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Desktop Metal: Metal 3D Printing for Manufacturers

According to Forbes, there’s a new kid on the block – and it’s 3D printing in metal!  Desktop Metal, which is a startup based in Massachusetts, has just announced “the release of two new metal 3D printing systems aimed at engineering and manufacturing firms.”

“First, in September, the company’s studio system will hit the market – enabling engineers to create small parts and to make prototypes out of metal quickly.  Then in 2018, the company will release its full production system, which will enable manufacturers to quickly print metal parts.”

Desktop Metal CEO and Co-Founder Ric Fulop explains “part of the motivation for starting [the] company in 2015 was out of frustration…the current state of metal 3D printing [was] slow and expensive…it seemed like the only way to improve the performance of metal printers was to make them more expensive.  I felt like that was the wrong direction.”  Desktop Metal’s other Co-Founder, Ely Sachs, “literally coined the term ‘3D printing’ during the technology’s nascent years.”

Fulop and Sachs “highlighted a number of advantages they think [Desktop Metal] has over what’s currently at market.  For one, their process doesn’t involve any hazardous materials, nor does it require any laborious cutting processes.  That means that their systems can be housed without the need for more expensive facilities…another advantage…is that they use a wider variety of metals – and house them in easily swappable cartridges.”  Desktop Metal’s 3D printing process also took its inspiration from the world of plastic 3D printing with their “bound metal deposition” extrusion process.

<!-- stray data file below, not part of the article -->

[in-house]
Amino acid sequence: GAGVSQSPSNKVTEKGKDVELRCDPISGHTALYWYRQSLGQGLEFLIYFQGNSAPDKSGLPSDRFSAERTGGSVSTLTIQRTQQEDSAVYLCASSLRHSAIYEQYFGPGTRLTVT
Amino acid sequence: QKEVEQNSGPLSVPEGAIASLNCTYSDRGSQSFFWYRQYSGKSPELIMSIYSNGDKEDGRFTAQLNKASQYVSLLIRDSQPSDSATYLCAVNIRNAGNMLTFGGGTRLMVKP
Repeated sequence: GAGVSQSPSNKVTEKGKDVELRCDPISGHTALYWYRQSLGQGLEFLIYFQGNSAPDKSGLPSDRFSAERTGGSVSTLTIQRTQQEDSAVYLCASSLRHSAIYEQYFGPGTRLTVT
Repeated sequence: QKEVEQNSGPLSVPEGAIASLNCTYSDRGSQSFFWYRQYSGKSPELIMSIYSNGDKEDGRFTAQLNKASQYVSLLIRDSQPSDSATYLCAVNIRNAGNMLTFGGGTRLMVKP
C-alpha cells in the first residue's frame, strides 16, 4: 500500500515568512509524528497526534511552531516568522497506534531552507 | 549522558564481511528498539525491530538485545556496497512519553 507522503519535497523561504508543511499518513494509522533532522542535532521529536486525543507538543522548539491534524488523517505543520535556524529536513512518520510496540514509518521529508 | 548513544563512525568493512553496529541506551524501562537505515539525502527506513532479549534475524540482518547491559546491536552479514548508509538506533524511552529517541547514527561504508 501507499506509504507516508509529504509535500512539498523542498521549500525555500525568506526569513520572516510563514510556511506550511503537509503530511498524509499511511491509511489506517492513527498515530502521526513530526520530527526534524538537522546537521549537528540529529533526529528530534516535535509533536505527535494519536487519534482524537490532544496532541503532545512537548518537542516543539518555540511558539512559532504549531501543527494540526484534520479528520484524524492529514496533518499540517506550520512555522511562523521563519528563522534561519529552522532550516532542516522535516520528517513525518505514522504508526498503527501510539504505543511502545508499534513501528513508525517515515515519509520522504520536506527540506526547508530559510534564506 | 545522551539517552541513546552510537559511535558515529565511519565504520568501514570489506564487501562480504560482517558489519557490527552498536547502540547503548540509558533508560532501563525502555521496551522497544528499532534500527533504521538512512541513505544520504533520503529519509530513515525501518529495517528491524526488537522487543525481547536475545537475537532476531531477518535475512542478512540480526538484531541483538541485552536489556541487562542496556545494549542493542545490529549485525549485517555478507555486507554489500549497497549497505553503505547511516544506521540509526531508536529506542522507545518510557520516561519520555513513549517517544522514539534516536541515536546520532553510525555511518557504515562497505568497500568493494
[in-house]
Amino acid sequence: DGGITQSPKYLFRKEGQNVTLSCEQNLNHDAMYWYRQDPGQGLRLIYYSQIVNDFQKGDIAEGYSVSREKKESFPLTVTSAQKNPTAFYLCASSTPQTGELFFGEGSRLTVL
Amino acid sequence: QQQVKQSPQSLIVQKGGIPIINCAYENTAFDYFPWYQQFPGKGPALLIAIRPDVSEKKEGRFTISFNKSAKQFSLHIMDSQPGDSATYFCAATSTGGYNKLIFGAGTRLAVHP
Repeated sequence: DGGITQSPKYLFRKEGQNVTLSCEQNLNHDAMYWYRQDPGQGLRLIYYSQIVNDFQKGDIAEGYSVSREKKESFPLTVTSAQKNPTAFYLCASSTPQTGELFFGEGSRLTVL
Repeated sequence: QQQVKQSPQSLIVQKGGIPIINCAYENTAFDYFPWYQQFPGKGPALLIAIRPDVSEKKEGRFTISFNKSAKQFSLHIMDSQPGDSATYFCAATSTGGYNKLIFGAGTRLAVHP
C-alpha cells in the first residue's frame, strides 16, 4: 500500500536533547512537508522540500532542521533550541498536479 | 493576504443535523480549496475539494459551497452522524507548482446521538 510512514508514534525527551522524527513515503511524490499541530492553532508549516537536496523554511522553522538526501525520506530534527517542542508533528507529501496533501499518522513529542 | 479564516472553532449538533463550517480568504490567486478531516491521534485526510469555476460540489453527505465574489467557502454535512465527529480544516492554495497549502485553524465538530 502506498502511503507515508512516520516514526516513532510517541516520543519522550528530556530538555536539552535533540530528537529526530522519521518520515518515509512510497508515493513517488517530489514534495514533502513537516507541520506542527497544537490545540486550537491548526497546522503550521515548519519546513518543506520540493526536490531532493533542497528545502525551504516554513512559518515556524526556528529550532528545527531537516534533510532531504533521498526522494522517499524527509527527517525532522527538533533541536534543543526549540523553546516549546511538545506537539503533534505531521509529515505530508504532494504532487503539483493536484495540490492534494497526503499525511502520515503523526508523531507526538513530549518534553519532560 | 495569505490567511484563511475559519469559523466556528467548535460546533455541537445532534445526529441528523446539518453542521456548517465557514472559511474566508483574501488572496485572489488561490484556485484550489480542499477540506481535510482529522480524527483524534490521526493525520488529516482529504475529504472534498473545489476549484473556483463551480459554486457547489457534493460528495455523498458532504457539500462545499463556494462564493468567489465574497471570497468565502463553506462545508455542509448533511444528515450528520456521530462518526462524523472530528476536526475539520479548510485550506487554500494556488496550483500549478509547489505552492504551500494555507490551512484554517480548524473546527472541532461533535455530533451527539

Other advantages of Desktop Metal are speed of the 3D printing process and price.  “A full studio system, including printer and furnace, will cost $120,000.  The production system will cost $360,000, with furnaces available for $60,000 apiece.  That’s 10 times less than what’s on the market.”

“The company has raised nearly $100 million in venture funding to date, with contributions from BMW i Ventures, GE Ventures, Kleiner Perkins Caulfield & Byers, 3D printing company Stratasys, and more.”

Image and Quotes Courtesy of Forbes

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